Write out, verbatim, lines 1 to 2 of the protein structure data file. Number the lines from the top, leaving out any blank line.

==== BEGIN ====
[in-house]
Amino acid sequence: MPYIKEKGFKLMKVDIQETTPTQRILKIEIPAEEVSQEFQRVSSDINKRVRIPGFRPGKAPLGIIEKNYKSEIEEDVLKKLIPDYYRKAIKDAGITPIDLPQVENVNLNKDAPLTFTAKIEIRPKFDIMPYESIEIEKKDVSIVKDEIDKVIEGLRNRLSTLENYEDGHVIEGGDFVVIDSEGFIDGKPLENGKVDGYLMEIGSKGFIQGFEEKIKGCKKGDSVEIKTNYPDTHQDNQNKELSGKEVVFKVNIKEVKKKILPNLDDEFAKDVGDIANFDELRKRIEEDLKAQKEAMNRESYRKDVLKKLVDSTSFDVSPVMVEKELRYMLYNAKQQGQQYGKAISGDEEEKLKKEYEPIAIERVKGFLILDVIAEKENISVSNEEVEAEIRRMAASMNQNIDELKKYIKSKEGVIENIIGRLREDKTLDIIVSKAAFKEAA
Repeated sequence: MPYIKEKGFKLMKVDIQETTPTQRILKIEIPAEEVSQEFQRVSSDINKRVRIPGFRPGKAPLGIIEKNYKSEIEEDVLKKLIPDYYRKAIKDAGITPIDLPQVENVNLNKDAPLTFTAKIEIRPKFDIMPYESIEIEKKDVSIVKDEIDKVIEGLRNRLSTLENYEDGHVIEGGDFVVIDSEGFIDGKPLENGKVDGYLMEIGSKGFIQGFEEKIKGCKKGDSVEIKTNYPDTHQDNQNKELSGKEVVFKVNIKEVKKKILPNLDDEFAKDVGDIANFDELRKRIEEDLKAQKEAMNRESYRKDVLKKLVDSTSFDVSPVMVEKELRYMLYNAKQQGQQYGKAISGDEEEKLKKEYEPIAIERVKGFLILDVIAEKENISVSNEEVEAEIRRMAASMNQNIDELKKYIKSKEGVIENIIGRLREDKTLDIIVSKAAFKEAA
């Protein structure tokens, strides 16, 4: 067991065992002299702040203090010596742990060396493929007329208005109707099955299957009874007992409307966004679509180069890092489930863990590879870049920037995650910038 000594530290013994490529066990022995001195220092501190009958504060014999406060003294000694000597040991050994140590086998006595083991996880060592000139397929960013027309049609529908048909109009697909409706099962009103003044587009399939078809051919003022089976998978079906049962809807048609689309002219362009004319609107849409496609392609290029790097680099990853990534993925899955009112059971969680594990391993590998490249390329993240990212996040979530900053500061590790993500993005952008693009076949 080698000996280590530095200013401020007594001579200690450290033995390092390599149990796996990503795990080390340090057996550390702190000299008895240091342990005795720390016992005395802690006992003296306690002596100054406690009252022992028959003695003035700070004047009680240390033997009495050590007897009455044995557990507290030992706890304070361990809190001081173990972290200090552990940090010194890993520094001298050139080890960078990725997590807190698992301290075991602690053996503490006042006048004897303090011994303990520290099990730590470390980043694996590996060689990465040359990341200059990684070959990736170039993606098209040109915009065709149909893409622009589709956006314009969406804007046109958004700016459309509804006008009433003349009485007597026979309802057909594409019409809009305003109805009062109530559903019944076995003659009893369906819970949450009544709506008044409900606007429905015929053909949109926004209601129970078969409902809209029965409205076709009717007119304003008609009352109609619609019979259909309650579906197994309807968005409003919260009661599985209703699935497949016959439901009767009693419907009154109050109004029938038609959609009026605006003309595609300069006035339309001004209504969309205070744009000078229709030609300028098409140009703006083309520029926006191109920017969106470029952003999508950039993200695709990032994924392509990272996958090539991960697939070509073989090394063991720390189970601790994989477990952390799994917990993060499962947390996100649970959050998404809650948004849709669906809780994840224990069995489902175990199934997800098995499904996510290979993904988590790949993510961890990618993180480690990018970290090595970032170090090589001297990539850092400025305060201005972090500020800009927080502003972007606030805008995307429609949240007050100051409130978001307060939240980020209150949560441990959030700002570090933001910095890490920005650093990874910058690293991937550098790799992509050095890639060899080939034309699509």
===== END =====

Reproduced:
[in-house]
Amino acid sequence: MPYIKEKGFKLMKVDIQETTPTQRILKIEIPAEEVSQEFQRVSSDINKRVRIPGFRPGKAPLGIIEKNYKSEIEEDVLKKLIPDYYRKAIKDAGITPIDLPQVENVNLNKDAPLTFTAKIEIRPKFDIMPYESIEIEKKDVSIVKDEIDKVIEGLRNRLSTLENYEDGHVIEGGDFVVIDSEGFIDGKPLENGKVDGYLMEIGSKGFIQGFEEKIKGCKKGDSVEIKTNYPDTHQDNQNKELSGKEVVFKVNIKEVKKKILPNLDDEFAKDVGDIANFDELRKRIEEDLKAQKEAMNRESYRKDVLKKLVDSTSFDVSPVMVEKELRYMLYNAKQQGQQYGKAISGDEEEKLKKEYEPIAIERVKGFLILDVIAEKENISVSNEEVEAEIRRMAASMNQNIDELKKYIKSKEGVIENIIGRLREDKTLDIIVSKAAFKEAA